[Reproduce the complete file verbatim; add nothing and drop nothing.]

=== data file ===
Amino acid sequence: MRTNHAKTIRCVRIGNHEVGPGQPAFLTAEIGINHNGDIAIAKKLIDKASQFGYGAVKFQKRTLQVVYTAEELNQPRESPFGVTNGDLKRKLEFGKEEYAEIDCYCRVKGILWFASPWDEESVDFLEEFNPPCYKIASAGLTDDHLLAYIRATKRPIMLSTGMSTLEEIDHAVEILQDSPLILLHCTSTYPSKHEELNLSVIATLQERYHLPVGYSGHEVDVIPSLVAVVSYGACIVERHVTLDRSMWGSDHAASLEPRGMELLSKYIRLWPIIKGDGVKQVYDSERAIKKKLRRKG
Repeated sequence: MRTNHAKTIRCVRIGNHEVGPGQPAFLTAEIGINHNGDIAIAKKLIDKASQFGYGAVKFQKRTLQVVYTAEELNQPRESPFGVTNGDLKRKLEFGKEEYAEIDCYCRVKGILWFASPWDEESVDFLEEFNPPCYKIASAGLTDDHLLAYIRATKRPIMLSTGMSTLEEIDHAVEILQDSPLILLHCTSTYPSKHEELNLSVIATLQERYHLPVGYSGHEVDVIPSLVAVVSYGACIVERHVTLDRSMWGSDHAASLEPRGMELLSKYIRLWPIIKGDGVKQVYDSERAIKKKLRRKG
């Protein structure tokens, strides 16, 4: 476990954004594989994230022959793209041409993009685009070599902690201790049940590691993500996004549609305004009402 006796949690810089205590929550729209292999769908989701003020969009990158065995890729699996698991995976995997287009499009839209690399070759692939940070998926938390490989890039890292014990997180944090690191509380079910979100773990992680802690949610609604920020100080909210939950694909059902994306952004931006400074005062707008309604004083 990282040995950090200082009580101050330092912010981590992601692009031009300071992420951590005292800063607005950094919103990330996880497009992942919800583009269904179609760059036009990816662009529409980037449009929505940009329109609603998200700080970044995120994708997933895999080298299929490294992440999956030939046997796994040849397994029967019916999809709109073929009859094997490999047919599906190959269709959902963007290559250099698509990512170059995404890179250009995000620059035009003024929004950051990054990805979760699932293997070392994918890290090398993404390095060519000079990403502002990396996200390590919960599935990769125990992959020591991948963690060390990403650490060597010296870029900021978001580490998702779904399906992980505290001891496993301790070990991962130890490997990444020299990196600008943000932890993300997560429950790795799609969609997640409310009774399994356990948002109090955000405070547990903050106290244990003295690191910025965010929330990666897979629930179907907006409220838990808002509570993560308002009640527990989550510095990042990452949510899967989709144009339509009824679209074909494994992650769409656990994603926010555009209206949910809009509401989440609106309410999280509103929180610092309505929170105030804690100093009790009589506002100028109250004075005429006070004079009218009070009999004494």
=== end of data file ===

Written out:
Amino acid sequence: MRTNHAKTIRCVRIGNHEVGPGQPAFLTAEIGINHNGDIAIAKKLIDKASQFGYGAVKFQKRTLQVVYTAEELNQPRESPFGVTNGDLKRKLEFGKEEYAEIDCYCRVKGILWFASPWDEESVDFLEEFNPPCYKIASAGLTDDHLLAYIRATKRPIMLSTGMSTLEEIDHAVEILQDSPLILLHCTSTYPSKHEELNLSVIATLQERYHLPVGYSGHEVDVIPSLVAVVSYGACIVERHVTLDRSMWGSDHAASLEPRGMELLSKYIRLWPIIKGDGVKQVYDSERAIKKKLRRKG
Repeated sequence: MRTNHAKTIRCVRIGNHEVGPGQPAFLTAEIGINHNGDIAIAKKLIDKASQFGYGAVKFQKRTLQVVYTAEELNQPRESPFGVTNGDLKRKLEFGKEEYAEIDCYCRVKGILWFASPWDEESVDFLEEFNPPCYKIASAGLTDDHLLAYIRATKRPIMLSTGMSTLEEIDHAVEILQDSPLILLHCTSTYPSKHEELNLSVIATLQERYHLPVGYSGHEVDVIPSLVAVVSYGACIVERHVTLDRSMWGSDHAASLEPRGMELLSKYIRLWPIIKGDGVKQVYDSERAIKKKLRRKG
């Protein structure tokens, strides 16, 4: 476990954004594989994230022959793209041409993009685009070599902690201790049940590691993500996004549609305004009402 006796949690810089205590929550729209292999769908989701003020969009990158065995890729699996698991995976995997287009499009839209690399070759692939940070998926938390490989890039890292014990997180944090690191509380079910979100773990992680802690949610609604920020100080909210939950694909059902994306952004931006400074005062707008309604004083 990282040995950090200082009580101050330092912010981590992601692009031009300071992420951590005292800063607005950094919103990330996880497009992942919800583009269904179609760059036009990816662009529409980037449009929505940009329109609603998200700080970044995120994708997933895999080298299929490294992440999956030939046997796994040849397994029967019916999809709109073929009859094997490999047919599906190959269709959902963007290559250099698509990512170059995404890179250009995000620059035009003024929004950051990054990805979760699932293997070392994918890290090398993404390095060519000079990403502002990396996200390590919960599935990769125990992959020591991948963690060390990403650490060597010296870029900021978001580490998702779904399906992980505290001891496993301790070990991962130890490997990444020299990196600008943000932890993300997560429950790795799609969609997640409310009774399994356990948002109090955000405070547990903050106290244990003295690191910025965010929330990666897979629930179907907006409220838990808002509570993560308002009640527990989550510095990042990452949510899967989709144009339509009824679209074909494994992650769409656990994603926010555009209206949910809009509401989440609106309410999280509103929180610092309505929170105030804690100093009790009589506002100028109250004075005429006070004079009218009070009999004494």